Decoding how to succeed in co-op

Eric Bilaver (he/him) is in his fourth year of Computer Engineering. He shares his experience building an app from scratch, developing self-confidence along the way and working on perfecting his application process.

Work terms one and two: At Mero, he co-ordinated and managed product deployment of multiple sensors across Canada and United Kingdom and performed quality assurance on receivers. He also produced bi-weekly and quarterly business reports for clients and was met with an extremely positive response to the design.

Work term three: During his work term at AHead Simulation, he designed and implemented Vue components and Python scripts for an audiology training platform, tested and troubleshot various low-level protocols. He also wrote documentations and workflows for hardware, software and boot protocols.

Work term four: For his role as a junior developer at 1Password, he worked with senior developers to re-architect billing process into a single payment window and aided with other coding tasks.

Work term five: As a developer intern at Jam3, he designed various components and implemented Application Programming Interface (API) calls along with creating a client site.

Work term six: At Indigo Books and Music, Eric developed and released their new kiosk software in stores all across Canada as the sole developer and created internal processes for programming.


What skills have you developed through co-op?

Eric smiling against a colourful background

“The first thing I developed was a sense of self confidence. It can be daunting, especially in your first co-op term, to suddenly have so much responsibility. It’s like trial by fire where the more you do it, the more comfortable you are with it. The self-confidence you gain is such an invaluable skill which can be carried over to your other co-op terms or even your personal life.”

“Problem solving and time management skills also come into play, especially if you’re working with a team. It’s not like school where you can just get a late day, you need to be on top of things and plan ahead. When you’re presented with problems in co-op, you may not have ever had experience dealing with something like that before. If you’re able to break it down and work with your mentors and team, you get used to solving larger problems and produce better work because of it.”

 

What challenges did you face along your co-op journey?

“When I was first starting out in co-op, I struggled finding a position. It was about trying to see what I was qualified for and what I was the best fit for, which can be difficult. I used a lot of the resources that Waterloo provides such as mock interviews and résumé critiquing sessions. These really helped build my confidence and even if I wasn’t the most qualified person for the job, I could present myself as if I was and that works!”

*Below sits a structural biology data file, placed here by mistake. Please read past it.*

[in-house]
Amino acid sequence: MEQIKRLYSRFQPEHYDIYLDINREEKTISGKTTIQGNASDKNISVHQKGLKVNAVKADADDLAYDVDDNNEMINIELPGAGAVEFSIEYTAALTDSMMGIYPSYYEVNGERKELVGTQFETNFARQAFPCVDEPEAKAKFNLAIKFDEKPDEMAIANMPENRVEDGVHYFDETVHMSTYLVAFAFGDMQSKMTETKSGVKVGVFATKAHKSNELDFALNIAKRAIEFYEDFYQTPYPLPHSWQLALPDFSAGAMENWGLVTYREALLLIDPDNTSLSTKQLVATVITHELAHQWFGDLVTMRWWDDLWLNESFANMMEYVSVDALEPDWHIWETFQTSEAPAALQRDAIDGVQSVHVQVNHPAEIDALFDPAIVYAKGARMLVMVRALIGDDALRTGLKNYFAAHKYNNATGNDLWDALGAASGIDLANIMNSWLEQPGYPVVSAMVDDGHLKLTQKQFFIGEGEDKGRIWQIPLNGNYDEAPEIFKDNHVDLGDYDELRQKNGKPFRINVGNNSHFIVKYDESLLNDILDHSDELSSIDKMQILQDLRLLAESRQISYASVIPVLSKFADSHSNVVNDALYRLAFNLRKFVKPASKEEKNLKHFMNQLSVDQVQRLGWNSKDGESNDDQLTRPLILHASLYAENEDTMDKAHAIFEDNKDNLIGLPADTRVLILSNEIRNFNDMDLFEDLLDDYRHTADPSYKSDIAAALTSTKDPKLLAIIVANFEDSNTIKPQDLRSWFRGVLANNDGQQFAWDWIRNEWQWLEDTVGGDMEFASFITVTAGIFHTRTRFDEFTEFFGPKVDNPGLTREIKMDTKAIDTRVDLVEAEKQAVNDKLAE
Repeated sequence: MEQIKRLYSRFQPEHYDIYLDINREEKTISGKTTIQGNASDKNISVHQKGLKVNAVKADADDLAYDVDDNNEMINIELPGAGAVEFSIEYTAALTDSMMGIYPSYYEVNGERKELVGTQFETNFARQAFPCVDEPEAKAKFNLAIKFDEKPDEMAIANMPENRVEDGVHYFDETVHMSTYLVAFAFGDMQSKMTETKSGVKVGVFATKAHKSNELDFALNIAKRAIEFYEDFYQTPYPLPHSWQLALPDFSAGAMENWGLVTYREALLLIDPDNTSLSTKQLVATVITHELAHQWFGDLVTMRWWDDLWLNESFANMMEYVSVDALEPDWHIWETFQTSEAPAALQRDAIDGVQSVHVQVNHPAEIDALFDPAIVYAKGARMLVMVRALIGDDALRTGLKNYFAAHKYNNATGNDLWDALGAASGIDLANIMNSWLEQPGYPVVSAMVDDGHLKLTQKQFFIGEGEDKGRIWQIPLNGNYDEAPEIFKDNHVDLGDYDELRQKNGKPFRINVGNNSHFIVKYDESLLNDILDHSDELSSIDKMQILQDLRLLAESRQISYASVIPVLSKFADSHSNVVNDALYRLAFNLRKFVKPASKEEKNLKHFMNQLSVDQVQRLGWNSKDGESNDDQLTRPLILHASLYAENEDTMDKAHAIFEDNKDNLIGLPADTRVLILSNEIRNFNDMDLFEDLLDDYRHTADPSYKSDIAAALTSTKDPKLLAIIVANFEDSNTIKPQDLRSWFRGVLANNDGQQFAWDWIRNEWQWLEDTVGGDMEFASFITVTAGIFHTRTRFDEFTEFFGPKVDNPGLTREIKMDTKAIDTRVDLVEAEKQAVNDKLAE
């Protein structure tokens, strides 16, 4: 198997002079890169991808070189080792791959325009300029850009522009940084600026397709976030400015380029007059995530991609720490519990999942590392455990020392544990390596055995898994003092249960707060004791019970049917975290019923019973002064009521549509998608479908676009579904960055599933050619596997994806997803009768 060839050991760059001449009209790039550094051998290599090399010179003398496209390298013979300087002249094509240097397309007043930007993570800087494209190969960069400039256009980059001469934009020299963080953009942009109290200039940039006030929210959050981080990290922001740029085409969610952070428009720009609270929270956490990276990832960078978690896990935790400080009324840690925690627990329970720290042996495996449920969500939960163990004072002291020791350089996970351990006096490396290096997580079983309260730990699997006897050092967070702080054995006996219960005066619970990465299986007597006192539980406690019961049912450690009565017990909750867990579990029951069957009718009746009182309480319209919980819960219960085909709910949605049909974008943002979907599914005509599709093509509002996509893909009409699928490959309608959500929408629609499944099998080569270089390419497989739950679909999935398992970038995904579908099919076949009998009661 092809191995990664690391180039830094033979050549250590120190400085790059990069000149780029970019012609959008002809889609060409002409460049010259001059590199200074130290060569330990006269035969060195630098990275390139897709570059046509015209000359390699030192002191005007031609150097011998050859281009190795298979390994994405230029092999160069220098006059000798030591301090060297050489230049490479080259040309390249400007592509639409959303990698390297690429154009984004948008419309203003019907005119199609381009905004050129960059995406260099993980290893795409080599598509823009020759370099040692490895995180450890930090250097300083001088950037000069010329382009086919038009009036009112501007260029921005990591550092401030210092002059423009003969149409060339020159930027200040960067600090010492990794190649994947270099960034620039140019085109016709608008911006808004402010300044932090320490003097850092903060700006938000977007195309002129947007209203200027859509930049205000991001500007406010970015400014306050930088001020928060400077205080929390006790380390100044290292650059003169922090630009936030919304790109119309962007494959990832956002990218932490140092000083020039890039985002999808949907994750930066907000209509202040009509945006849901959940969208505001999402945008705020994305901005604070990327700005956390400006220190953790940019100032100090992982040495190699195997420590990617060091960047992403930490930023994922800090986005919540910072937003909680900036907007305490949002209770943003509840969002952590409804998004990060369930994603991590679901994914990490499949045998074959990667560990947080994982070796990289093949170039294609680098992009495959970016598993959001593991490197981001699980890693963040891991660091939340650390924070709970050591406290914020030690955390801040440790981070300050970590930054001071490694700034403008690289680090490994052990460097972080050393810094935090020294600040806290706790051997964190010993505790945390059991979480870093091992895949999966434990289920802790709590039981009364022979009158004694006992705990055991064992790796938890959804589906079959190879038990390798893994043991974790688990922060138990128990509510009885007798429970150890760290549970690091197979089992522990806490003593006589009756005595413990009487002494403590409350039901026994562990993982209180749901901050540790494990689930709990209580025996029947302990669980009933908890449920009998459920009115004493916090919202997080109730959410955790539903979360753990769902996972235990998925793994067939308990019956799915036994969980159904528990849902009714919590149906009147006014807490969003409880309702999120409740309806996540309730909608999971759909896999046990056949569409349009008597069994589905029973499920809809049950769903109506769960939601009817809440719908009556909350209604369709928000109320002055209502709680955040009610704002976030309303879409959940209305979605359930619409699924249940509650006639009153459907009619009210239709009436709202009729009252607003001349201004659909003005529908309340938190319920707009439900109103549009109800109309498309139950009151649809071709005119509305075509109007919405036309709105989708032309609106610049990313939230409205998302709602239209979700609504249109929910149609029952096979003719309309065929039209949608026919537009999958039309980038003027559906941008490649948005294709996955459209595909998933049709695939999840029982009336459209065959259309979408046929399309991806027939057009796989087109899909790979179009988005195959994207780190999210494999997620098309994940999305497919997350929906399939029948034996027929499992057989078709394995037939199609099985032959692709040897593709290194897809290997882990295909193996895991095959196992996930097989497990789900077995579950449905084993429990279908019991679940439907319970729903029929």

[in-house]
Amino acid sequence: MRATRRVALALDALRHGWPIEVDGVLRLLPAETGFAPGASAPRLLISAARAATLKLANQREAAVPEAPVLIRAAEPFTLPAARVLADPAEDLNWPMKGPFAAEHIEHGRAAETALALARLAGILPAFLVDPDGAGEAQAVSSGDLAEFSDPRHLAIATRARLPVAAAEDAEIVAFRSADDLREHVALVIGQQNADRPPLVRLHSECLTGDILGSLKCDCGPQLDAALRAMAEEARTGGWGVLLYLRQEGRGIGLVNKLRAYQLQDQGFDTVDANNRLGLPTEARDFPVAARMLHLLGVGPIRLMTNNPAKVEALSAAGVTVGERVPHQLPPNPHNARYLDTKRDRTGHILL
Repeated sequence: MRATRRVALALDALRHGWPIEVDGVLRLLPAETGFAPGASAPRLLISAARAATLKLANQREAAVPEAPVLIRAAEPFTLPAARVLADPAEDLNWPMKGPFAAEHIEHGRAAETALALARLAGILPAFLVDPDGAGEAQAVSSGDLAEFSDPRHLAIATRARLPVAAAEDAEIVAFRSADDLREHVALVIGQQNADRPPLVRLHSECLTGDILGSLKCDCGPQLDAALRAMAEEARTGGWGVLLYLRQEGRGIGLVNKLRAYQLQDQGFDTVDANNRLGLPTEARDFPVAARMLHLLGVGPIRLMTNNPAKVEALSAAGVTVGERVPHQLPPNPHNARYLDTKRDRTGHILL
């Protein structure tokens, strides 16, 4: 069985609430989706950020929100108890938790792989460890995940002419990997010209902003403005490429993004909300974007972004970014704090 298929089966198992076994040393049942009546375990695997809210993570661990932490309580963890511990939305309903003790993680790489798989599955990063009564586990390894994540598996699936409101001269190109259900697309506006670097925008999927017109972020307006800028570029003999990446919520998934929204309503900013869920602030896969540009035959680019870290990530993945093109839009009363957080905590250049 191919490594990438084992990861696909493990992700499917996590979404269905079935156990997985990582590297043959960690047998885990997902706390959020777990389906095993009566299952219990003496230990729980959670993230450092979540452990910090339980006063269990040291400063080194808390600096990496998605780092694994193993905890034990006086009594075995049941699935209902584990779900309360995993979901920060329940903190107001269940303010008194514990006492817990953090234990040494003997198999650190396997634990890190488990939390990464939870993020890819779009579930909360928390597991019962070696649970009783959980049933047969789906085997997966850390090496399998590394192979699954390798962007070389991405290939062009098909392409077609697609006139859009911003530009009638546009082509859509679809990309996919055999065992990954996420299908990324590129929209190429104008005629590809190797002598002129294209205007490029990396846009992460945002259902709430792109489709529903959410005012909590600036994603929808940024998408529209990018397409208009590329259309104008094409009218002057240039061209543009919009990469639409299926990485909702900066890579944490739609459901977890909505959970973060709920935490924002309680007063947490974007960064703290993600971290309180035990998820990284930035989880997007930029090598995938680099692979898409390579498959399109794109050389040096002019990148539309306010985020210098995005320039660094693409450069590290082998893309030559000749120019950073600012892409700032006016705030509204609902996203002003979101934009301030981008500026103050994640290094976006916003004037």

“Most recently, working independently can be a challenge. A lot of the times when you’re in co-op, you’re a little isolated from everyone else. You’re working on your own quite a bit and being comfortable with that, being able to problem solve on your own but also knowing when to ask for help is important."

"There’s absolutely nothing wrong with asking for help, but you don’t want to be the person who’s always asking for help either. Being able to distinguish between a big problem and a small problem is something you learn along the way.”


What accomplishments from your last co-op term are you most proud of?

“The biggest accomplishment was being able to launch the app that we built from scratch on a very tight timeline, in about two months. It was a lot to get done and I was very proud because we started on the first day."

"Going through designs and mock versions to see what we wanted was interesting, especially since I was the only developer on the project.”

“Being able to get everything working and receiving such amazing feedback made me feel proud. We had hundreds of customer emails coming in appreciating the kiosks and then we launched it across Canada, in more than 80 stores.”

A picture of Eric's Kiosk project at Indigo

 
“It was really cool being able to see my work in different provinces and despite the huge responsibility, it turned out really nicely.”

What do you love about software engineering?

“For me it’s like getting to solve a puzzle every single day, especially when you’re working on a big project. A lot of what you’re doing is thinking ahead and planning for the future, keeping in mind how this solves a problem and how people can further build upon this. A lot of the day-to-day work for me was tackling one component at a time and doing whatever I could to make it a reality."

"Being able to work systematically is fulfilling for me, because I can focus on something and watch everything come together. You get to work with other people as well and I enjoy the social aspect of being able to work cross-functionally with different teams such as marketing or design.”


What advice do you have for someone applying for their first co-op?

“Focus on what makes you a good worker in reference to the job you’re applying for. It’s easy to just mass apply, but writing custom résumés where your skills, experience and even hobbies are tailored to the job is important. Think about your transferable skills and apply them to the job requirements."

"You need to try as hard as you can to be the best candidate for the job and get your résumé looked at by at least five people. It’s always great to have another set of eyes to look at it and see what the general consensus is.”


What’s next for you?

“Now that I’m almost done with my degree, I will be working with Indigo full time as a developer.”

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